sensitive to contextual effects. This is evident despite the
repeated insistence of the theory's proponents that their
symbolic nature is completely abstract (see chapter 3 for
examples). Symbolic racism is clearly related to the

117
respondents' cultural, historical, and contemporary context.
Second, the nature and structure of racial sentiments is more
complex than the proponents of symbolic racism are prepared
to admit. Not only is symbolic racism subject to regional
variation, but it is subject to variations at sub-regional
levels as well. In this sense the abstractness principle of
symbolic racism must be questioned.3
The models predicting the levels of perceived racial
threat are constructed in parallel fashion to the symbolic
racism models just discussed. The results are presented in
Table 6-2.
As was the case with the symbolic racism model, the
first equation shows little of significance. Perceived
racial threat has an inverse relationship with the level of
inter-racial income equality. This runs counter to the
hypothesis derived from Blalock (Hrt08) closeness of class
position promotes racial antagonism. Additionally, the level
of Southern nativity has a very modest positive relationship
with the level of perceived threat. This proves ephemeral;
when other variables are added to the model the apparent
effect of nativity disappears.
3 Note also the consistent effect of personal income of the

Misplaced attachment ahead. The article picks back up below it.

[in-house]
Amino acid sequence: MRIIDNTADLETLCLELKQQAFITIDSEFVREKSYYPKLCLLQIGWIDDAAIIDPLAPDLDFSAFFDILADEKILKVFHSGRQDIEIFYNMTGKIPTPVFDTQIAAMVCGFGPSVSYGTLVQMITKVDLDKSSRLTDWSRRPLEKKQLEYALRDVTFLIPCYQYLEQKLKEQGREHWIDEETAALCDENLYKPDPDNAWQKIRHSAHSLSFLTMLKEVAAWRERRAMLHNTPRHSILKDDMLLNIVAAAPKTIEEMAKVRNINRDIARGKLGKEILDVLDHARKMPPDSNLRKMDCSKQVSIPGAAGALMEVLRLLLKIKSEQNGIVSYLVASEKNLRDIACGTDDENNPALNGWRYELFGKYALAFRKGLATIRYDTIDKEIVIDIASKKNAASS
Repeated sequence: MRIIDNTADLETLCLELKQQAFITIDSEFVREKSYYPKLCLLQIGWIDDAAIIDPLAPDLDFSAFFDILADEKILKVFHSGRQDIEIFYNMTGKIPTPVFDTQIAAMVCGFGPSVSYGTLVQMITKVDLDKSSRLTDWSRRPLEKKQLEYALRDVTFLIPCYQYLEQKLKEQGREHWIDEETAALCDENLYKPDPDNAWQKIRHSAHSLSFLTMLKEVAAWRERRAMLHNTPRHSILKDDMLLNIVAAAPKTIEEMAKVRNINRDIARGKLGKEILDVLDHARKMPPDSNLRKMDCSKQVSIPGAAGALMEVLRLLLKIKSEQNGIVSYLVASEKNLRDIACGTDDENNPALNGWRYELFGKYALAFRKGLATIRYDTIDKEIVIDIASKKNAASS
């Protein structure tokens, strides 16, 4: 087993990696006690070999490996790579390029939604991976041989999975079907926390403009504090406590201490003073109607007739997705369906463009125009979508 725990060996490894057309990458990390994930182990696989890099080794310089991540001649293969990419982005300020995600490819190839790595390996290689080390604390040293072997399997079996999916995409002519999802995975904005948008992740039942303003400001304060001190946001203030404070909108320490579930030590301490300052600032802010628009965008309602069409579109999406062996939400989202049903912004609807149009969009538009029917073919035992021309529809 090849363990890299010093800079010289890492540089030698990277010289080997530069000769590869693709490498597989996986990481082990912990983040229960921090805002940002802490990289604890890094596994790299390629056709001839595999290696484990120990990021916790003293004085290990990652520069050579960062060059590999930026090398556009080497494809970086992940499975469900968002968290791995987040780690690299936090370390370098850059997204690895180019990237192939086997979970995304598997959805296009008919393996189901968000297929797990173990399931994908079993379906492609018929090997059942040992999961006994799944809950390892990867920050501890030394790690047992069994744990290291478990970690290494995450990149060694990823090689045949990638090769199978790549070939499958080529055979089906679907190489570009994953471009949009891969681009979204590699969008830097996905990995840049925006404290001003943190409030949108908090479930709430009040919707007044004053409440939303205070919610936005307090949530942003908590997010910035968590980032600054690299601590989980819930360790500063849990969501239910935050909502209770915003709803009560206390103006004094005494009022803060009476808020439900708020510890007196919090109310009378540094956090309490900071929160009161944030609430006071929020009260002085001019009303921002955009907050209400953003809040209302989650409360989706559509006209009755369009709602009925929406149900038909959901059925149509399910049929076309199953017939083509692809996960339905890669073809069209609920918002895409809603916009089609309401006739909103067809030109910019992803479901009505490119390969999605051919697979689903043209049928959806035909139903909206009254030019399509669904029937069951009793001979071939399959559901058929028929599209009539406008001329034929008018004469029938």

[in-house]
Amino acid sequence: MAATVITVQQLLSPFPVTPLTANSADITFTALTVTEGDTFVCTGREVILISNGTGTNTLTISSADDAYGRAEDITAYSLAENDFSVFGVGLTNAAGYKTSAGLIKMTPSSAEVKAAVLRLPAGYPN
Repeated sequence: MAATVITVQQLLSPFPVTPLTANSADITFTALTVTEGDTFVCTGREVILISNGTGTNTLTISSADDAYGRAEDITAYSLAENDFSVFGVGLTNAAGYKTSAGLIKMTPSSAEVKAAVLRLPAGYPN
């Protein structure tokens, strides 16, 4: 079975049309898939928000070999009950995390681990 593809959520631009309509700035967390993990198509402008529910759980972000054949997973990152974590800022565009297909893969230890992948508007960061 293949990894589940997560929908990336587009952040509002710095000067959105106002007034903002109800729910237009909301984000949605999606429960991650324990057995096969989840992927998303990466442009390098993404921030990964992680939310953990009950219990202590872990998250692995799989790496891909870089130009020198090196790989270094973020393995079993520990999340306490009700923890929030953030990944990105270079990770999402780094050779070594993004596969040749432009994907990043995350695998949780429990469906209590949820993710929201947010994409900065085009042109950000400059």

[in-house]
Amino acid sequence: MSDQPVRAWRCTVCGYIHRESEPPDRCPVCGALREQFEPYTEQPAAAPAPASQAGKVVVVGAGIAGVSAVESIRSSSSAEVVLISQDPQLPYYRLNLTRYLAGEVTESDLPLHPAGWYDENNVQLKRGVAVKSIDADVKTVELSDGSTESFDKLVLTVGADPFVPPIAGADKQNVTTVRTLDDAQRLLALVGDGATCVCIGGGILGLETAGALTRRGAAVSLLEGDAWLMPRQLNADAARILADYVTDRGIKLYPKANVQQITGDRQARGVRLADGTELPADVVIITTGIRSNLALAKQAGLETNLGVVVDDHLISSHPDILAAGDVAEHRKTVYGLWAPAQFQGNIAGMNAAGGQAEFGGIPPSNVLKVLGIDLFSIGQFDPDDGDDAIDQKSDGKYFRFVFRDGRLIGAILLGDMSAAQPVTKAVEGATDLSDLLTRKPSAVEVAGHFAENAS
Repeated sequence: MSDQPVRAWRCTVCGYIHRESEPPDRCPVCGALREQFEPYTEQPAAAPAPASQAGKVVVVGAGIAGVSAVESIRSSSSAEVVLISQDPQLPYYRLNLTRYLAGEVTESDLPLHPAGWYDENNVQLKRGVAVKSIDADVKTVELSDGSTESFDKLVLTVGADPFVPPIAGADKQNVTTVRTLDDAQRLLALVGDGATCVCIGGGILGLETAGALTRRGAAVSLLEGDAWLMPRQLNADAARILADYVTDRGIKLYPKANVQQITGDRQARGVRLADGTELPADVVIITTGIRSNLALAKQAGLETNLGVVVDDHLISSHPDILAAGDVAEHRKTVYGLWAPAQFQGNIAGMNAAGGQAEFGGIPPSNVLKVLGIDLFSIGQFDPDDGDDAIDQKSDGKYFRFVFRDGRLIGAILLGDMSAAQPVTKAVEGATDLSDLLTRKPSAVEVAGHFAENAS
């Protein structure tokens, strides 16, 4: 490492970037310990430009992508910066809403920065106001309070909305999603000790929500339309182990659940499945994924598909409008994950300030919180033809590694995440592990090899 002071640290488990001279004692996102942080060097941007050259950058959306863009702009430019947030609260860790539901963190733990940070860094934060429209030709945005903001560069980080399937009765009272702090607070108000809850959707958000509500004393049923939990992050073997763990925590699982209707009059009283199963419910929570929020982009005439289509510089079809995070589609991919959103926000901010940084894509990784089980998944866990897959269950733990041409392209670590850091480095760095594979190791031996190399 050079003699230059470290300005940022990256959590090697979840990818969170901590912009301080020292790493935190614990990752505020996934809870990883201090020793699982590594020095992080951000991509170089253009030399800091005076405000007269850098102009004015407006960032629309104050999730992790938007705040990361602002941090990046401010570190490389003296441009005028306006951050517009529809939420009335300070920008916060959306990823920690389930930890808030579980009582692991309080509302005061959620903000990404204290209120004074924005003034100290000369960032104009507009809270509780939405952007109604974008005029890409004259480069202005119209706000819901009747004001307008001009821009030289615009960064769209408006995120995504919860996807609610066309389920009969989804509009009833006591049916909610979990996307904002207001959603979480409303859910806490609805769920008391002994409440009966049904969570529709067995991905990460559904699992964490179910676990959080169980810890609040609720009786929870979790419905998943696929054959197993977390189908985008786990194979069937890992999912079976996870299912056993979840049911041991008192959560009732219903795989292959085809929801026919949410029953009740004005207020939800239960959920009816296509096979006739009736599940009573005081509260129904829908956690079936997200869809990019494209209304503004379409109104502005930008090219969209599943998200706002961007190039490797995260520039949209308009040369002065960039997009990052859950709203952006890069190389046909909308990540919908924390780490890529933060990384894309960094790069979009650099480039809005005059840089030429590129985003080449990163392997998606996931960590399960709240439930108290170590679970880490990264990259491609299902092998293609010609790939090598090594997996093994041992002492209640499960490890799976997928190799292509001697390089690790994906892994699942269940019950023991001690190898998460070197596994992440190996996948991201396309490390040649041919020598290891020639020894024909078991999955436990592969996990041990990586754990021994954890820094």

symbolic attitudes. While this effects is only significant
at some level between p<.05 and p<.10 it provide evidence
that the symbolic predispositions are not only sensitive to
contextual effects generally but are sensitive to other
aspects of the respondent's personal life. This runs counter
to the theoretical territory staked out by the concept's
proponents.

118
Table 6-2. Perceived Racial Threat Scale Regressed on
Contextual and Individual Level Variables for Whites Only,
entries are unstandardized coefficients from OLS regression
Variables
I
II
hi
IV
%black 1940
0.04
0.04
0.04
0.18***
State %black 1940
0.0000003
0.0000005
0.0000005
0.000003
%black 1980
0.04
0.04
0.04
0.13b
%employed in agriculture
-0.10
-0.22
-0.22
-0.09
nativity
0.02b
0.004
0.004
-0.02
income equality
-2.79*
-3.81**
-3.80**
-3.64*
v595 age

0.001
0.001
0.00004
v602 education

-0.39***
-0.39***
-0.38***
v733 family income

CM
O
O
1
-0.02
-0.02
v356 personal finance

0.29b
0.29b
0.36*
v385 conservatism

0.49***
0.49***
0.45**
south


0.04
2.44b
%black 1900* average farm
size 1900



-0.0006*
%black 19802



-0.005b
south*%black40



-0.19***
%black 1940-%black 1900



0.07
constant
7.46***
7.87***
7.86***
8.20***
adj R2
0.05
0.11
0.11
0.14
N
682
517
517
502
Source: 1986 ANES; 1900,1940 and
1980 Censuses
b p-value < 0.10
* p-value < 0.05
** p-value < 0.01
*** p-value < 0.001

119
The second equation in Table 6-2 adds the block of
individual level variables, as above. And like the symbolic
racism models, education and conservatism show consistent
effects in predicting this racial attitude. Note, however,